H. Daumier Lithograph Donated to News-Press

FALLS CHURCH attorney Lee Farnum Johnson, Jr. (right), presented an original H. Daumier lithograph to Nicholas F. Benton of the Falls Church News-Press during the News-Press’ “Meet the Press” open house last week. The lithograph had been a gift to Johnson’s father, also a weekly newspaper editor. (News-Press photo)Falls Church News-Press owner-editor Nicholas F. Benton was the recipient of an extraordinary gift from a Falls Church attorney concluding a 53-year career last week. At the annual “Meet the Press” open house in the News-Press office, a large gathering witnessed the presentation by retiring attorney Lee Farnum Johnson, Jr.

The gift is an original H. Daumier lithograph that had originally been a gift to Johnson’s father, who had also been the owner of a weekly newspaper in Colorado. Included on the official Daumier registry, the cartoon-like numbered depiction, hand painted in water color, is called “The Charitable Newspaper.”

It shows a newspaperman trying to sell a subscription to a skeptical-looking man and its caption translates, “Yes, Monsieur…by paying 24 Francs per year you will receive our newspaper…plus 75 volumes…six albums…the portrait of our director…23 concert tickets…three packs of cigars and a jar with gherkins.”

Daumier’s lithographs are famous for poking fun at the establishment, surviving through waves of political repression in France in his era. Most of them first appeared in newspapers or magazines. His newspaper depiction showed how hard it was to stay in business under the conditions of the times. It first appeared in La Caricature in 1842.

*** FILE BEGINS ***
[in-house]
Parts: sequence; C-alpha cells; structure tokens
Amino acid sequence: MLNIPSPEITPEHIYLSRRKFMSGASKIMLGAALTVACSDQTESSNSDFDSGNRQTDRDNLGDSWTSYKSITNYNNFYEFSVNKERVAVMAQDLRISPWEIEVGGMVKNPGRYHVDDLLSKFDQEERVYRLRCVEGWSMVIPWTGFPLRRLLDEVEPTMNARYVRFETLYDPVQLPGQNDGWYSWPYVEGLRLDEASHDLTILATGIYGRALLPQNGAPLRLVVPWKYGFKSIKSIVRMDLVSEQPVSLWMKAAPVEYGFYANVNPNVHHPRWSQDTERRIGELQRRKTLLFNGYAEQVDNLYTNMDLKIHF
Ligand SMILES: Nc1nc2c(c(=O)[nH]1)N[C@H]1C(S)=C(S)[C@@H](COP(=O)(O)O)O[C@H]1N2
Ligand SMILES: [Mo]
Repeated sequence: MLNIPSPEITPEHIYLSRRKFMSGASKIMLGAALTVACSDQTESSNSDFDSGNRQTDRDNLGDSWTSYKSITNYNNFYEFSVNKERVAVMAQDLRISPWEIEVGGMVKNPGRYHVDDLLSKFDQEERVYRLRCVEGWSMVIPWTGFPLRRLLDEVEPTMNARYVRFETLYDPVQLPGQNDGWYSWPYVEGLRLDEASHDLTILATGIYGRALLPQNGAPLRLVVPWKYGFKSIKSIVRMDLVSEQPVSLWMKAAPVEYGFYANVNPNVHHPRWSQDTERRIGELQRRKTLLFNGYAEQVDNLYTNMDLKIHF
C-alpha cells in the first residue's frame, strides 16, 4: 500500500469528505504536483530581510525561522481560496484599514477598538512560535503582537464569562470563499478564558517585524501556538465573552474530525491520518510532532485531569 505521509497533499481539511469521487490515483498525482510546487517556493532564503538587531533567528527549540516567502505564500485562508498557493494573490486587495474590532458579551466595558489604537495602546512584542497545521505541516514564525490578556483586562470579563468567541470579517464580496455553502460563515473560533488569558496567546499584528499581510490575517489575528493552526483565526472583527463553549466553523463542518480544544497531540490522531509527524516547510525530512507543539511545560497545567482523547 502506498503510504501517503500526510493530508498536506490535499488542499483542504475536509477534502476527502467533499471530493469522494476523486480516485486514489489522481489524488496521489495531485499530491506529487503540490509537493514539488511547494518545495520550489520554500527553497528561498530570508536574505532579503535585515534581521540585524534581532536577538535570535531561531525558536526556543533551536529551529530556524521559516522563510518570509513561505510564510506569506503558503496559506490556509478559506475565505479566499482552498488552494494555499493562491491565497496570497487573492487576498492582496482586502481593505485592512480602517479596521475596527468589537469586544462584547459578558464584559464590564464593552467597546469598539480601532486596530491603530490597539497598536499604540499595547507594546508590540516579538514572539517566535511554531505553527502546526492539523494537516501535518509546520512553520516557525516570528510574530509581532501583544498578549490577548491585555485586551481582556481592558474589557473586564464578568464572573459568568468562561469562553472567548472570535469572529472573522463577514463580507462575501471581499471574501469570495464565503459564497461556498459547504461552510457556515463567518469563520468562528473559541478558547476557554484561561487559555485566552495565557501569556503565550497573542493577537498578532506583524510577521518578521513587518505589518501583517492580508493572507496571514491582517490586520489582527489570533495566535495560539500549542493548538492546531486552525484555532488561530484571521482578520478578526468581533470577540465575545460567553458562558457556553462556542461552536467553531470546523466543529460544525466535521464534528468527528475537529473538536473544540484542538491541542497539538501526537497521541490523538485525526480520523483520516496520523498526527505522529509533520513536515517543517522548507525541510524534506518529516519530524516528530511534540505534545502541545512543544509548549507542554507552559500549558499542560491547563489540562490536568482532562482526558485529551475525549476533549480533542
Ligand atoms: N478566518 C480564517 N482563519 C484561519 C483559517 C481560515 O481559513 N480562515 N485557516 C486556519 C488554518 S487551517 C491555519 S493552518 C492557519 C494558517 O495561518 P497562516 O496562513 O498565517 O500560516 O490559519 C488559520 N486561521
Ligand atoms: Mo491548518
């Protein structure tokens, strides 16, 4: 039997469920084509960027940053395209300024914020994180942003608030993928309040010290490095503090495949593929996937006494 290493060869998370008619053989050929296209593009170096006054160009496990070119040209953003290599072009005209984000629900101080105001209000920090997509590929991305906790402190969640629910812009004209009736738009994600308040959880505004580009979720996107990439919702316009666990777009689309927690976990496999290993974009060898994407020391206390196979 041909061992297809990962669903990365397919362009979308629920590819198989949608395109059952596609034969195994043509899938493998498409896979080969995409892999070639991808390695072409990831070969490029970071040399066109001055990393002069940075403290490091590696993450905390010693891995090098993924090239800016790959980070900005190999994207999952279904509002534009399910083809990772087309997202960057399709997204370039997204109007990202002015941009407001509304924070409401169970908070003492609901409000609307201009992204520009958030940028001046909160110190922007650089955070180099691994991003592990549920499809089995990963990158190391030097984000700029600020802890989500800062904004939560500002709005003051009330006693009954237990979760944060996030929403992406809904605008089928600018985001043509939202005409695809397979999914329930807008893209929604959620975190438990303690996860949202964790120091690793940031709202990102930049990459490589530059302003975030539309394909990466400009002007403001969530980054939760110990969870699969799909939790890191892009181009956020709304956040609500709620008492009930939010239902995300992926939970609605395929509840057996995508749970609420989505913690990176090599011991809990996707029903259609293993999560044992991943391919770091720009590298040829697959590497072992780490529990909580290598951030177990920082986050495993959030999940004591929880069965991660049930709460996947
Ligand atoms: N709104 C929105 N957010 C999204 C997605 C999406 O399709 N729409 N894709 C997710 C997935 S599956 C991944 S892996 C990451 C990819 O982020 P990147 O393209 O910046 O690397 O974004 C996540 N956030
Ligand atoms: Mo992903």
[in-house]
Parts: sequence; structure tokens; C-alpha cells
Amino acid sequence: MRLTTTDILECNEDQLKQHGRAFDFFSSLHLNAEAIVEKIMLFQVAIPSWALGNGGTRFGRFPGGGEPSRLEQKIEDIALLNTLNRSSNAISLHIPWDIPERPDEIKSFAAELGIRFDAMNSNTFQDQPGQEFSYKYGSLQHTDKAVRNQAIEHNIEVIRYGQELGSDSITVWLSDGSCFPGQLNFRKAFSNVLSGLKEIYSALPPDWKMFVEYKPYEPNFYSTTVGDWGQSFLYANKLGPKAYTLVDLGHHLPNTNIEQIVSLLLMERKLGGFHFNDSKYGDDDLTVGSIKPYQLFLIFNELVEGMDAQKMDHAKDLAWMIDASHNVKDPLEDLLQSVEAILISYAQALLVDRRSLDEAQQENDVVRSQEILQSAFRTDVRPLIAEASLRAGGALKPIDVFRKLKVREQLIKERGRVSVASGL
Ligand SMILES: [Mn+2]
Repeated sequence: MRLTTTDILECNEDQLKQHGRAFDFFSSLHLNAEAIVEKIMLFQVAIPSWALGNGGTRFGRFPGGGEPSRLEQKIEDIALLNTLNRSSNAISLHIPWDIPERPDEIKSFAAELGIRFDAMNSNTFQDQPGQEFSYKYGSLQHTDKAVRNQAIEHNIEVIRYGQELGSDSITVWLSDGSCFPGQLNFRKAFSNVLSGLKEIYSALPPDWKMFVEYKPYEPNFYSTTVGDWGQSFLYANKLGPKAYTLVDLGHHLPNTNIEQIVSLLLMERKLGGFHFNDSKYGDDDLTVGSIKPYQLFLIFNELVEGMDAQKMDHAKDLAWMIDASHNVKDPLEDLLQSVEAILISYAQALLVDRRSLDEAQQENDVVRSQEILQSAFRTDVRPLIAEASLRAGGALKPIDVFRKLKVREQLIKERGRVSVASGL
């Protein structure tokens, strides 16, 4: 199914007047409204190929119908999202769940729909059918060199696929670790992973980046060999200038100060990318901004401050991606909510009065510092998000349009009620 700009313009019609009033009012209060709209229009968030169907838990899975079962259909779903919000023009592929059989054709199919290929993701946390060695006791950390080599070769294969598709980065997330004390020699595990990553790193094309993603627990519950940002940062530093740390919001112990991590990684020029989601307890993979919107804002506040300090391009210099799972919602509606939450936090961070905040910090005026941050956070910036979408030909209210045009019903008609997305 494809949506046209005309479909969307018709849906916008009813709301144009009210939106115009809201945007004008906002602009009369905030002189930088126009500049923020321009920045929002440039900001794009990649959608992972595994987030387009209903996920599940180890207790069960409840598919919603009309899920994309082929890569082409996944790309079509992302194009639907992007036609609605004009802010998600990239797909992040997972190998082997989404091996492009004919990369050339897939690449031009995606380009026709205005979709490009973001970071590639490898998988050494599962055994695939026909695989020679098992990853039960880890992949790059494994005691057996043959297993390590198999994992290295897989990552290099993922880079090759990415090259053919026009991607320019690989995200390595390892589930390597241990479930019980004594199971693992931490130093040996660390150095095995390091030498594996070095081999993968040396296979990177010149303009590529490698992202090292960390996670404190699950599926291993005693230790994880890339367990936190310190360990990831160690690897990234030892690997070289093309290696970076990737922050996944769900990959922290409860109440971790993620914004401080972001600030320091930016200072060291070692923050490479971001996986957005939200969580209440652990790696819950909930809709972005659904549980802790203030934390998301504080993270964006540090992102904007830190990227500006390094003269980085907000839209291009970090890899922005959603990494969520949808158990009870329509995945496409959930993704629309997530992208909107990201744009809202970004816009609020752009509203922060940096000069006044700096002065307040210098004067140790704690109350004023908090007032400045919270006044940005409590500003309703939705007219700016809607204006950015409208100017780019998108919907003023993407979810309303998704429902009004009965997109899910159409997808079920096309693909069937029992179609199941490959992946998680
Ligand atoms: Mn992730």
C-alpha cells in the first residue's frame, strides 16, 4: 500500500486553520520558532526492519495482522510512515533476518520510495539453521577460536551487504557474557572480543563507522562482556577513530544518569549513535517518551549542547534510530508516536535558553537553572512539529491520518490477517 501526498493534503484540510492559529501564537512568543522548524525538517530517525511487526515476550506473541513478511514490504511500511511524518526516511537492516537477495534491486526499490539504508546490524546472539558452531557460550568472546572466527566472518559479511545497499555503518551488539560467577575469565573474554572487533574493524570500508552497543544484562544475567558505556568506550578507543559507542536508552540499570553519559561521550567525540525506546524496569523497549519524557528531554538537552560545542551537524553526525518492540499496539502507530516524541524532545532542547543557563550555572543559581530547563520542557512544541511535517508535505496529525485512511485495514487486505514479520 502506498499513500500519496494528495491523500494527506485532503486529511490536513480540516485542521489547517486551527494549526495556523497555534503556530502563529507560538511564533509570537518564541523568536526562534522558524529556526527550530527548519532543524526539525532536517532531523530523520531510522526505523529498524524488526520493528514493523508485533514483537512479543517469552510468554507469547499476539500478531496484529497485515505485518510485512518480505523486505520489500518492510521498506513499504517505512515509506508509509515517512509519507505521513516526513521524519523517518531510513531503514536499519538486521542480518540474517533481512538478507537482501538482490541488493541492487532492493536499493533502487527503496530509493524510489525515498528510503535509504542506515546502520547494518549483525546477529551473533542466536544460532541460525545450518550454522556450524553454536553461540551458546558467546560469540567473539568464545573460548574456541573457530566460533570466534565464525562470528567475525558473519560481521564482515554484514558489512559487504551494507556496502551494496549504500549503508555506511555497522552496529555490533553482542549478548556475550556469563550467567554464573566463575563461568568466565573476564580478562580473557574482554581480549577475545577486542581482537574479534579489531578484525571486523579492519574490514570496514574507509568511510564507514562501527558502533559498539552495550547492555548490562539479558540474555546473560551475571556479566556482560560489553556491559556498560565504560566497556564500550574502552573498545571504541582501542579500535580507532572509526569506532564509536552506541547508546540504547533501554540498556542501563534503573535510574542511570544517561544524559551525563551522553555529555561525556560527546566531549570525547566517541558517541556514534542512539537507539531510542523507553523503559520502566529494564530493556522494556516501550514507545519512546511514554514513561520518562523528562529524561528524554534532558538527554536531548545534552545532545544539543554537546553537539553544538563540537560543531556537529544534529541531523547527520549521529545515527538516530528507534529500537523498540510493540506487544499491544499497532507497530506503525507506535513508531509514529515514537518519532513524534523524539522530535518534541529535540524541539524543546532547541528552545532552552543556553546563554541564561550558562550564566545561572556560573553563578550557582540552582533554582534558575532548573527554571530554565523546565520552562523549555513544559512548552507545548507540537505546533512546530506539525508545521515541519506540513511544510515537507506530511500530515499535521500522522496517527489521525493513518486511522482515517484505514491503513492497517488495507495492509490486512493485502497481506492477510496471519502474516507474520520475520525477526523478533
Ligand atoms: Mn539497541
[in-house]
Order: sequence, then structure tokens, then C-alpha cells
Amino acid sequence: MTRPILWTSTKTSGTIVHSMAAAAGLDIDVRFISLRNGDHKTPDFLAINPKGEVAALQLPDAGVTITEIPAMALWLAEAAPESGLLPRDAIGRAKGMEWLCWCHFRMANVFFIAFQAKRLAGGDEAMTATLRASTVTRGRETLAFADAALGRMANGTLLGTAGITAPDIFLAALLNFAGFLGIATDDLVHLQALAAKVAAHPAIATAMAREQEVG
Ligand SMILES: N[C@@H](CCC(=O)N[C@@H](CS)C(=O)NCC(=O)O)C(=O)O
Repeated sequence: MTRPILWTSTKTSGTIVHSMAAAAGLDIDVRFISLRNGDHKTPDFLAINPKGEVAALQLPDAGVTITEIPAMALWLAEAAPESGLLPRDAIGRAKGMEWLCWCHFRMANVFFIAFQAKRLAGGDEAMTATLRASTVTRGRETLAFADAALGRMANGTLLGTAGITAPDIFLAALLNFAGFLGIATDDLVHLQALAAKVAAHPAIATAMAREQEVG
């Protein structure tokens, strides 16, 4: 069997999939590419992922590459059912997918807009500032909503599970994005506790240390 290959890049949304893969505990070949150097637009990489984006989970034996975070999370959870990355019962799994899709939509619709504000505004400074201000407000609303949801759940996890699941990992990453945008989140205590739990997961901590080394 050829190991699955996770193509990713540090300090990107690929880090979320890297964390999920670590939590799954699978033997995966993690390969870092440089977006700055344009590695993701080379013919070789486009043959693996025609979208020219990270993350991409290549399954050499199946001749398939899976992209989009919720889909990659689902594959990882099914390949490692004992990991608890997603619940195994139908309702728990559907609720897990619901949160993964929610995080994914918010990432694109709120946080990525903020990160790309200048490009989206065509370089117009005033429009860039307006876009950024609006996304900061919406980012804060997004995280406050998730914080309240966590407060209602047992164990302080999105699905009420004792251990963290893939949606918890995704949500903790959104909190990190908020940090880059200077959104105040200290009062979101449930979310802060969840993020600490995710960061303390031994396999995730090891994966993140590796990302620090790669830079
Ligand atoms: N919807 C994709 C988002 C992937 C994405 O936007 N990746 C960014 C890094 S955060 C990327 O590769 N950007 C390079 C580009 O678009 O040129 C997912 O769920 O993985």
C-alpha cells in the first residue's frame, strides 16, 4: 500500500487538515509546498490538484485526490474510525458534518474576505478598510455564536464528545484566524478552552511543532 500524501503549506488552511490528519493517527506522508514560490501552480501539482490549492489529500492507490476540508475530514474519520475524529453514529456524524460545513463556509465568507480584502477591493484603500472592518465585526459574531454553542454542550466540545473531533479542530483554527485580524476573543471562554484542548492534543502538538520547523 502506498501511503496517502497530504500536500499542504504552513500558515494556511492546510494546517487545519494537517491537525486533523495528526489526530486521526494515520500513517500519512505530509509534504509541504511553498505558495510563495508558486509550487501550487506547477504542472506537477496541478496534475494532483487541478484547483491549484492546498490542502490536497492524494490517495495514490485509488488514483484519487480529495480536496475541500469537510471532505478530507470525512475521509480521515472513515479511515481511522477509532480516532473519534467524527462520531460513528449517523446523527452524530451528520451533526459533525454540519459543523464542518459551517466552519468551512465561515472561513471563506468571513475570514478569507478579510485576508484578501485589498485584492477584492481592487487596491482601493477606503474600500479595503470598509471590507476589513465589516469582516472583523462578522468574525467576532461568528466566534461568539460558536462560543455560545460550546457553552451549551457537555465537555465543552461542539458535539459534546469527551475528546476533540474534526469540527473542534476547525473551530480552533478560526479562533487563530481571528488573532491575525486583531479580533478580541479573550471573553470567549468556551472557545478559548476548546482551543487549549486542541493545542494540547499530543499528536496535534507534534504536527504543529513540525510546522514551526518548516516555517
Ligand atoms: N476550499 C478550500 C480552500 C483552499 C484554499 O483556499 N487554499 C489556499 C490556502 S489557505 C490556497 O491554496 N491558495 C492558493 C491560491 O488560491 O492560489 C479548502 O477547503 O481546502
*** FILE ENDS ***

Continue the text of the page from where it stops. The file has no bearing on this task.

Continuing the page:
Johnson, who began his law practice over Ware’s Pharmacy at the corner of Broad and Washington streets in 1954, and occupied his current office across from City Hall on N. Little Falls since 1960, worked for the Fairfax Standard newspaper in high school and knew the owners of the Falls Church Echo, a newspaper that lasted for about seven years in the 1950s.

He said he’d been following the News-Press carefully since its founding in 1991 and hailed Benton for “doing a great job with the paper.”

But he said he didn’t have “ink in his veins” like his father, who first owned a newspaper in the western slope of Colorado in the 1920s before coming to Washington, D.C., to work for a U.S. Senator from Colorado. His father returned to Colorado to buy another newspaper, and finally wound up in Washington for good with a job in the Roosevelt administration.

When the family moved to Sleepy Hollow in 1940, Johnson Jr. attended the the Madison Grade School on N. Washington St., Jefferson High School on Cherry Street and the Falls Church High School on Hillwood Avenue (the current site of the Whittier Park townhouse development). All three schools have since been demolished. He was class president and president of the Honor Society in high school, graduating in 1947.

After graduating from the University of Colorado he got his law degree from George Washington University in 1954. He was a Democratic Party activist, “determined to help free the party from control by the Byrd machine,” he wrote. He was also president of various civic associations and is an active Rotarian.

In 2004, he was honored by the City of Falls Church for reaching the milestone of 50 years operating a business in the City. He and his wife, Lynne, who have two children and two grandchildren, will depart next week for a retirement community in Highlands Ranch, Colorado, south of Denver. They will be near the long-held family mountain retreat in Buffalo Creek.